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I have made a bar and I am making a top for it. I have already looked at laminate, tile and other wood options but there out of my budget or I just don't like them.
I am going to make it out of particale board and finish the top with plywood. I have seen some pictures of plywood that is finished and I like the look.
I have searched and found a bunch of different ways to do it but am wanting to know what you guys prefer?
So far I have seen
Pick your plywood (not sure if some are better then others)
Sand it smooth (60 grit?)
Use a damp clothes and go over the wood. (this opens the pores in the wood?)
Stain it
Sand it
Stain it
Sand it
Ect ect ect
Then put lacuer over it to keep it from getting water damage.
This sound right? Any other ideas?
Also this will be in atleast 3 pieces of plywood. (fairly large bar) How can I make where the pieces connect look seamless where they butt up?
If there isnt a way I thought about making 8-12 pieces of plywood and putting a piece of strip between them and sanding it down to look more like a pattern.
 

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Old School
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I have made a bar and I am making a top for it. I have already looked at laminate, tile and other wood options but there out of my budget or I just don't like them.
I am going to make it out of particale board and finish the top with plywood. I have seen some pictures of plywood that is finished and I like the look.
I have searched and found a bunch of different ways to do it but am wanting to know what you guys prefer?
So far I have seen
Pick your plywood (not sure if some are better then others)
Sand it smooth (60 grit?)
Use a damp clothes and go over the wood. (this opens the pores in the wood?)
Stain it
Sand it
Stain it
Sand it
Ect ect ect
Then put lacuer over it to keep it from getting water damage.
This sound right? Any other ideas?
Also this will be in atleast 3 pieces of plywood. (fairly large bar) How can I make where the pieces connect look seamless where they butt up?
If there isnt a way I thought about making 8-12 pieces of plywood and putting a piece of strip between them and sanding it down to look more like a pattern.



Hardwood veneer plywood can be used by itself for the parts for the top. This drawing shows how I configure 3/4" plywood for commercial bar tops. This can also work well for residential use. The sizes can be altered as desired.

Preparing the plywood can be very simple. It may only need a very slight sanding to just clean it up from being stacked and handling. I would sand with the grain with open coat sandpaper no coarser than 180x, 220x preferred. The veneer is very thin and you don't want to perforate (sand through) that layer.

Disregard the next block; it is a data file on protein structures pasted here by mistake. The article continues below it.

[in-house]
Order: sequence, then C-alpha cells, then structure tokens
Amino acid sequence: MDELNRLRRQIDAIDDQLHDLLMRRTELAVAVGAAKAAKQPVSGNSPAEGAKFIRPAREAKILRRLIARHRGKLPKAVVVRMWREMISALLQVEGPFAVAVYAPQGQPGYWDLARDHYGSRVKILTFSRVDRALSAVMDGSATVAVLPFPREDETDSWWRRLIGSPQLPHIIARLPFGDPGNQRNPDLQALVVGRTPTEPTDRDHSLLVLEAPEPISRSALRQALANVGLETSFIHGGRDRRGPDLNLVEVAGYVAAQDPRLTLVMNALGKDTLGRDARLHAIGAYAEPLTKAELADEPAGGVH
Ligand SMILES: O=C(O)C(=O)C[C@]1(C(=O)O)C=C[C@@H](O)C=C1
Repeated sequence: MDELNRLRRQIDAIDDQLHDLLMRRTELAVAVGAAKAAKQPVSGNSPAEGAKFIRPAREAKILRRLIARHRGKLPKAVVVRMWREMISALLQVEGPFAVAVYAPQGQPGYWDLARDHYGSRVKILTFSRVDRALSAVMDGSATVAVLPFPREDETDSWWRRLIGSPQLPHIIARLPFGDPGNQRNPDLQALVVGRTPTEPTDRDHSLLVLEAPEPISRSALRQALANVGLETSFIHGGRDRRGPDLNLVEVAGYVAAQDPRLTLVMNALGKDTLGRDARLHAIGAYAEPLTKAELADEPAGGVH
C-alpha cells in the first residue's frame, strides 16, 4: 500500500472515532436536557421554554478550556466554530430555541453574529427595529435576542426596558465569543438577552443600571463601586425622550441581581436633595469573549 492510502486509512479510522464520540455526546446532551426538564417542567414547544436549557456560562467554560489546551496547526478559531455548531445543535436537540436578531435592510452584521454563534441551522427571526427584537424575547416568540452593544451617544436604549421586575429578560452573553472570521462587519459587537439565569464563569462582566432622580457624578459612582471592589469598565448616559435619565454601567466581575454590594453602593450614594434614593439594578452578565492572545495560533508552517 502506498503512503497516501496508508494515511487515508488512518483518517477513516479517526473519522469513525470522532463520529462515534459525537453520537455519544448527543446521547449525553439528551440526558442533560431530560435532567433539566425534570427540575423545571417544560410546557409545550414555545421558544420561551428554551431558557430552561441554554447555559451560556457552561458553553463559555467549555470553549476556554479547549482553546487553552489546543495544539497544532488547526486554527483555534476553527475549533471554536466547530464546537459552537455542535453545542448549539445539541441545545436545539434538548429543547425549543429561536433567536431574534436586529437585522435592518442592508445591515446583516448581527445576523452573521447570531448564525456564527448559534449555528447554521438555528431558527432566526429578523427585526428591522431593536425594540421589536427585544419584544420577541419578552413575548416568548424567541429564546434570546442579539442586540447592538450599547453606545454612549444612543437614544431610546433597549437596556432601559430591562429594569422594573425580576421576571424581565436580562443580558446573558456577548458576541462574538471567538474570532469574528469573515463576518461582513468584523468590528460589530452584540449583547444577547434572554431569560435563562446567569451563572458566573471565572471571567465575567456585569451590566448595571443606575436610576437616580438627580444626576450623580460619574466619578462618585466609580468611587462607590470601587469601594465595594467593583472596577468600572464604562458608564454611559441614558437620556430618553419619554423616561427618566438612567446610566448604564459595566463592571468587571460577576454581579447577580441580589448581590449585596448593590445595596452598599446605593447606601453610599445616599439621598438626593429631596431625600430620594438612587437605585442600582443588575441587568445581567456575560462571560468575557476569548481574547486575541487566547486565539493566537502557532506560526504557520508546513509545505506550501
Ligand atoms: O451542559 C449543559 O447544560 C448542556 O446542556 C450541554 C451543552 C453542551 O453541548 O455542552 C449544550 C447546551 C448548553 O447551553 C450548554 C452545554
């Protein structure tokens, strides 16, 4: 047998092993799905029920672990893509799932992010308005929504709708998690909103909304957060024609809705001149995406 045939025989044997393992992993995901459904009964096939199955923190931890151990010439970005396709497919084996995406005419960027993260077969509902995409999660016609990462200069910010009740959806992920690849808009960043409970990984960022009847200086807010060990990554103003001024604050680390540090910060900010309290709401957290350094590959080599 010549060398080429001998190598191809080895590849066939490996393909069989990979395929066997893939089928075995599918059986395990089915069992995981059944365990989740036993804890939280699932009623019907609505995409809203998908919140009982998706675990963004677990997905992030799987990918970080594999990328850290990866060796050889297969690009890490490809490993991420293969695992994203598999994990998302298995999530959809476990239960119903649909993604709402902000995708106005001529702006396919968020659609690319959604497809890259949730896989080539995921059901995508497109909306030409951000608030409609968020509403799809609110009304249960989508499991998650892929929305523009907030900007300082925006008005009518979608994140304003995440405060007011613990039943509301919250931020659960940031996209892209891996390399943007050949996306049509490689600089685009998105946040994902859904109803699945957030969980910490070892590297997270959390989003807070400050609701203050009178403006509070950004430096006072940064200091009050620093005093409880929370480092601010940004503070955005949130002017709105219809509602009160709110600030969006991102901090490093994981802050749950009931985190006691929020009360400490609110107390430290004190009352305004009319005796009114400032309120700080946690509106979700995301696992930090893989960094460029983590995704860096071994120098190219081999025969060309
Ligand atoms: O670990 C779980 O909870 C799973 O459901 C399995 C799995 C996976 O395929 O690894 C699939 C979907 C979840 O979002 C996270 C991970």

Depending on the look you want, you can just stain, or leave natural, and then use a sealer, with a compatible topcoat. Some topcoats can be just thinned and used as a sealer. I would not wet the wood with water, or sand the stained application.

For topcoats, you can use lacquer, oil base varnishes or polyurethane, conversion varnish, or waterbase polyurethane. If you can spray your finish even better. Oil base finishes are very tricky to spray.

You can join the edges of butted sections with "tite joint fasteners". The pieces I use under the main top help in keeping sections level.








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Discussion Starter #3
So I lightly sand
Stain (orwhatever I prefer)
seal it
then top coat it

I would have to brush it all.

I like those fastners. How do you look from above? Im afraid the seam will show and make it look funny.
 

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I like those fastners. How do you look from above? Im afraid the seam will show and make it look funny.
They work very good. A seam is a seam, and it's likely you can't make it disappear. If you add strips...you have more seams. Either way there will be a seam or two. They may look on purpose.




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Discussion Starter #5
They work very good. A seam is a seam, and it's likely you can't make it disappear. If you add strips...you have more seams. Either way there will be a seam or two. They may look on purpose.









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IM thinking about just cutting it so the seams are at the corners so it atleast makes it look on purpose. I saw a few examples on line that look really good.
 

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on your top coat if your brushing after it dries wet sand it with 400 then apply another coat sand it with 600 and it will be as slick as glass. If you want you can cut oil based poly and hand rub the finish on and it will dry quicker and you can build up a nice finish.
 
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